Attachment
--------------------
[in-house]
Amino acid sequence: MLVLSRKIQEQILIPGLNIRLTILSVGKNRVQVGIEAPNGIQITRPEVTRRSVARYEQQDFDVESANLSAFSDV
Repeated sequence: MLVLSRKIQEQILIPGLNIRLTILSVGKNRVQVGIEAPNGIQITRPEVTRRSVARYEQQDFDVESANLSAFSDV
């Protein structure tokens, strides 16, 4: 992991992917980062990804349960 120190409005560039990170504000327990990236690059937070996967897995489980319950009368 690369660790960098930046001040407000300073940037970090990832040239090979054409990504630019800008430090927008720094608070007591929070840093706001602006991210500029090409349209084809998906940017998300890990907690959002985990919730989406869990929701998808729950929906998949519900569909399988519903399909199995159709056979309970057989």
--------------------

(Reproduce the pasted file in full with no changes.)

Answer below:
[in-house]
Amino acid sequence: MLVLSRKIQEQILIPGLNIRLTILSVGKNRVQVGIEAPNGIQITRPEVTRRSVARYEQQDFDVESANLSAFSDV
Repeated sequence: MLVLSRKIQEQILIPGLNIRLTILSVGKNRVQVGIEAPNGIQITRPEVTRRSVARYEQQDFDVESANLSAFSDV
């Protein structure tokens, strides 16, 4: 992991992917980062990804349960 120190409005560039990170504000327990990236690059937070996967897995489980319950009368 690369660790960098930046001040407000300073940037970090990832040239090979054409990504630019800008430090927008720094608070007591929070840093706001602006991210500029090409349209084809998906940017998300890990907690959002985990919730989406869990929701998808729950929906998949519900569909399988519903399909199995159709056979309970057989």